News channels: why self regulation will not work

BY Media foundation| IN Opinion | 29/03/2009
Systemic problems have to be tackled before we can see substantive change in the content, tone and type of the news served up to us.
Presenting the substance of a MEDIA FOUNDATION discussion.

This is the expanded English version of a column carried in Hindustan on March 29, 2009




No matter what the time of year, news television brings us a reason to  comment on its excesses. When IPL becomes an issue it drives out all other kinds of news from news channels, and when Varun Gandhi¿s communal comments are the issue they are amplified by tv coverage, leading again to protests from viewers.  In between we continue to see a daily, dramatic obsession with the Taliban on some channels, and news about aliens and ghosts on others. 


Six months ago an effort at self regulation was put in place when the News Broadcasters Association set up a News Broadcasting Standards (Disputes Redressal) Authority.  So has anything changed? In the last two weeks  I have had two occasions to hear operational heads of  news channels defend the conduct of their channels and the compulsions under which they operate. One has also heard a member of the NBA authority talk of what they have been able to do so far. Other voices from news organisations  have also been heard, both from India and abroad, at a  panel discussion organised last week by the Media Foundation in Delhi.


In the final analysis what emerged is a number of systemic problems which have to be tackled before we can see substantive change in the content, tone and  type of the news served up to us.


News executives always profess to be hurt at all the criticism. From their perspective (as expressed at public fora) they are more sinned against than sinning. They work within a ratings system which forces them to raise the pitch of what they are telecasting, and show pictures which will stop a viewer from switching to another channel. Two voices, from IBN 7 and from a rival English channel (he did not want to name it) said the same thing: every Wednesday morning, when the ratings come in, you live in tension. If your channel has gone up or down by a single point, it means you have gone down to six from five, or gone up to five from six, and it affects you advertising. You channel bosses then turn up the pressure.


Asutosh from IBN 7 floated the idea that news channels should come out of the ratings system if they can, should collectively decide to boycott it, and force advertisers to find some other means of assessing who is watching what. Two others, from other channels felt the government¿s licensing system was to blame. Entertainment channels are penalised for carrying news and forced to change their licensing category even if one per cent of their content is news. But a news channel can be 100 per cent entertainment without attracting any penalty at all. This needs to change, they need to lose their license when they carry programming that does not fall within a specified definition of news.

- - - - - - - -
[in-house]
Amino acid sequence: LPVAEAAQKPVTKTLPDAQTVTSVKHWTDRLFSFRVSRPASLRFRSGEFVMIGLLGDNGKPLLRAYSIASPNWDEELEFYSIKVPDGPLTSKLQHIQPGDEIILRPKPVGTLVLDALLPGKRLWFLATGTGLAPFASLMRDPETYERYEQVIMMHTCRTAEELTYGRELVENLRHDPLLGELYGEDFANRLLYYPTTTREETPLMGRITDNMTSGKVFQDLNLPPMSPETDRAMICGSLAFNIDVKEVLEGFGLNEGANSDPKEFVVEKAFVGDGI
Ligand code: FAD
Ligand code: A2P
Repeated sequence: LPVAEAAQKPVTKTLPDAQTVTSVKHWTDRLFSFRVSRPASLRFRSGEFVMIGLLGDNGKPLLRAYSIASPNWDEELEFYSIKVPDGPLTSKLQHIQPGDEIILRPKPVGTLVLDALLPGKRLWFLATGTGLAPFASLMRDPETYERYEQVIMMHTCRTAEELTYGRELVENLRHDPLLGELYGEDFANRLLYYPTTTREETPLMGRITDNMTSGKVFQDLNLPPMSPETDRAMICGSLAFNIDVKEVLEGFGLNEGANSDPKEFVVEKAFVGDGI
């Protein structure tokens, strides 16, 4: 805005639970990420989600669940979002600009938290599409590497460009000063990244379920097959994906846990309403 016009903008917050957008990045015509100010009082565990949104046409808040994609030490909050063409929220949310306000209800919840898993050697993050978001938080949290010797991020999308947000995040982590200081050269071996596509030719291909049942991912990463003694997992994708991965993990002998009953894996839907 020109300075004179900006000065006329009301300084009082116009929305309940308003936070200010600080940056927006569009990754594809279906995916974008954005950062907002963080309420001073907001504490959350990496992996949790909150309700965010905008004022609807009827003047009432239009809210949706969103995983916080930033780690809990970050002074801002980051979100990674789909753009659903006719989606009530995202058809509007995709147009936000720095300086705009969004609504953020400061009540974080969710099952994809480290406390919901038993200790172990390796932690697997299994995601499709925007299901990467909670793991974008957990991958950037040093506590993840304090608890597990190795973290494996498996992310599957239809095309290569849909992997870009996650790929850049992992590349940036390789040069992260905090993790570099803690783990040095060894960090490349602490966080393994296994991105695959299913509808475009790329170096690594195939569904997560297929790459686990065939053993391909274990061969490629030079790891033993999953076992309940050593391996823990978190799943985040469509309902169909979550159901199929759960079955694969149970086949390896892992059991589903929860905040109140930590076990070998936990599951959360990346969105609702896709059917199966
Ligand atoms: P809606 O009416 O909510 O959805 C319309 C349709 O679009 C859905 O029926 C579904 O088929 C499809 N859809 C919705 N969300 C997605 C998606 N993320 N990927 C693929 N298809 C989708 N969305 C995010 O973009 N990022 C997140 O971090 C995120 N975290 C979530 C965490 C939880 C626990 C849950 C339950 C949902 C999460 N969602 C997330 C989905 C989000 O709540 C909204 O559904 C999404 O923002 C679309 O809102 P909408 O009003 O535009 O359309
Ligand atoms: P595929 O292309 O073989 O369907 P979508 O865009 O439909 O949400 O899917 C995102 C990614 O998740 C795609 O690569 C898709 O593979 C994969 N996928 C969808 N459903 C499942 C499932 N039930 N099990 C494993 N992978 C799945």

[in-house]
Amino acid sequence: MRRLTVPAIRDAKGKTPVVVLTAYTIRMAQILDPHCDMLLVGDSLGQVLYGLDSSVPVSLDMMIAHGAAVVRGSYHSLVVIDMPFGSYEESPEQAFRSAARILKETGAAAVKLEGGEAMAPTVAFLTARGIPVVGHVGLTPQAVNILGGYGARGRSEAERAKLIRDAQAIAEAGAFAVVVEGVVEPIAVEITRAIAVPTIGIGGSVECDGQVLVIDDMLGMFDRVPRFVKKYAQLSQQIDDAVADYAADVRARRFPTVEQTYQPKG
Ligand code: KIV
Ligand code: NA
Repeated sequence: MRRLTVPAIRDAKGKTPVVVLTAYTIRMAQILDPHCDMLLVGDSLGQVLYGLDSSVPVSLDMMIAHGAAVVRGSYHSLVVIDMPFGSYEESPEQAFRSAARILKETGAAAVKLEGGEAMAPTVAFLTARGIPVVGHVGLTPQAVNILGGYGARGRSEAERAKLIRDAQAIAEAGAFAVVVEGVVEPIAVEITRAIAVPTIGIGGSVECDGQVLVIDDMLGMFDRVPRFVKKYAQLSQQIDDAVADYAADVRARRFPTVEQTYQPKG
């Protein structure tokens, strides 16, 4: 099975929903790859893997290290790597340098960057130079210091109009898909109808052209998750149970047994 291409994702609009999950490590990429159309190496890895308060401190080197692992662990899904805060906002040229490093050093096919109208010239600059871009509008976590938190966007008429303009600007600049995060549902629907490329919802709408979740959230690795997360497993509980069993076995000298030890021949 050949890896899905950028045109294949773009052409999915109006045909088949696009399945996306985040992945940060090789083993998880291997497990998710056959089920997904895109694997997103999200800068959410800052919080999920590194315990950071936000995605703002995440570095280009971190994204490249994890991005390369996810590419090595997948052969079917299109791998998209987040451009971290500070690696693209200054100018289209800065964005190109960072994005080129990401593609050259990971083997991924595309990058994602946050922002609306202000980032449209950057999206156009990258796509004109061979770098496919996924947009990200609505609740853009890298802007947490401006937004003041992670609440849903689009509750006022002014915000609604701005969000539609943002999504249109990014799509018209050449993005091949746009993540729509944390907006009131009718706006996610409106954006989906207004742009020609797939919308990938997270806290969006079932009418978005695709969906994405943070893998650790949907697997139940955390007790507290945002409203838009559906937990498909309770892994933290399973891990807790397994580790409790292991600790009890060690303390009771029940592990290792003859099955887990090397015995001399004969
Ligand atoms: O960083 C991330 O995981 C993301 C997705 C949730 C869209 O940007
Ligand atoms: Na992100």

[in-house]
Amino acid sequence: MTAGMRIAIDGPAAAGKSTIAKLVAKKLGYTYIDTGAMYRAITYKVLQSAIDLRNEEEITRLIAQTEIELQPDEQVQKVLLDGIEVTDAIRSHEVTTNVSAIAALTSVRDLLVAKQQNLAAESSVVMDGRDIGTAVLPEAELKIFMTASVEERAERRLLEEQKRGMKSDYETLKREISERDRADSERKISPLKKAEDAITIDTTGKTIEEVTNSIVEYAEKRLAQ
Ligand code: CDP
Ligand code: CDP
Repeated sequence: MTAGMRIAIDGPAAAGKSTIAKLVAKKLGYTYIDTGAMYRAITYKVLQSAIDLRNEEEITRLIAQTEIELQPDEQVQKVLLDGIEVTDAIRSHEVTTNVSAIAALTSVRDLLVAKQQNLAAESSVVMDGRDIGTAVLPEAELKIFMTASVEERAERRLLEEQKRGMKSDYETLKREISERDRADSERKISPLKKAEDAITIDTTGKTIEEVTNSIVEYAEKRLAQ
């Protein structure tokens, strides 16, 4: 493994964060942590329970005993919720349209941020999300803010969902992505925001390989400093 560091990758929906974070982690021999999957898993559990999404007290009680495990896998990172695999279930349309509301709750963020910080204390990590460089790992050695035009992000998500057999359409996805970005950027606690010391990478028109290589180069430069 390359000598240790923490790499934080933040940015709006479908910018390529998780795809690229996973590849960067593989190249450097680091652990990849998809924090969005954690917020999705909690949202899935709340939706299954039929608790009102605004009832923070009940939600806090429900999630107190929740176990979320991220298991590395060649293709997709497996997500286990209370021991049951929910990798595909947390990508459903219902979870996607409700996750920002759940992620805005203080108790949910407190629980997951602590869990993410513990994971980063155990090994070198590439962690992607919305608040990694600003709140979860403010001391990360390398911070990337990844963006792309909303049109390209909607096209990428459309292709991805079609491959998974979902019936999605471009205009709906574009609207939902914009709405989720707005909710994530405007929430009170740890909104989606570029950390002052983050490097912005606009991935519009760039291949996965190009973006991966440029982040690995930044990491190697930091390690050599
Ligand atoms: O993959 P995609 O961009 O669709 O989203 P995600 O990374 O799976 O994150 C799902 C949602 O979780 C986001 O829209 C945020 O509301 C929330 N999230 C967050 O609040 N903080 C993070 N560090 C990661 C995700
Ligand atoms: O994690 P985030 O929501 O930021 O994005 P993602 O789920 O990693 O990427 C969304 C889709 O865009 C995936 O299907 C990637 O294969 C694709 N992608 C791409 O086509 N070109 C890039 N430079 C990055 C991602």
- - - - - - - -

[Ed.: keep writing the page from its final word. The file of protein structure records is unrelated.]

For instance, according to industry research body TAM, in the January-June 2008 period, 54.2 per cent of the content on Hindi news channels was not news. And among English channels, the number is 38.4.  There¿s a little bit of everything for everyone from cricket and comedy shows to serials, reality tv shows, daily horoscopes, ghosts, superstition and most of all crime shows. Mostly on Hindi channels.

The ministry of Information and Broadcasting gives licences but does not review them. Meanwhile the Telecom Regulatory Authority which is the regulator for the television business as well is now looking at regulating TV rating agencies. Pressure needs to be brought upon both by civil society to correct anomalies which affect the content of TV news.


How does the ratings system operate?   Unlike newspaper circulation audits which take actual circulation into account, TV ratings function on the basis of sampling. Some 7000 homes  in a country of  80 million satellite tv homes deliver data on who is watching what.  The homes which allow their TV sets to be metered are paid Rs 1500 a year. Would homes that agree to participate for such a fee represent a whole gamut of income groups in the country? Would data based on such a sampling provide an accurate feedback on the kind of programmes people actually want to watch?


Those who work in TV news say that these are systemic issues that need to be tackled if you want to curb the excesses of television channels.


Meanwhile, six months after the news broadcasters¿ association  set up a disputes redressal authority to take viewers¿ complaints about television excesses, what is the situation on the ground? Have any stricture been passed against anybody? Has any complaint been upheld?


The answer is that guidelines are now in place,  complaints are now being regularly received, and very soon the Authority will begin to publicise the judgements they have arrived at on these complaints. The problem is, it is not a statutory body.  Whether its recommendations are implemented by the News Broadcasters Association is something we still have to see.


Broadcasters in the meantime claim that they are changing their ways. Within channels, they say they check with each other whether something should be carried, or not. They gave the example of  a recent MMS scandal in Faridabad involving a schoolgirl. They claimed that while newspapers covered this, TV channels did not.   They also claim that they are conducting workshops to improve the quality of the work their reporters do. But cynics will ask, can leopards really change their spots? Can those working in a highly competitive situation in a dramatic medium with its own compulsions, tame themselves and become ethical? Unless perhaps they are in danger of losting their license to broadcast news?



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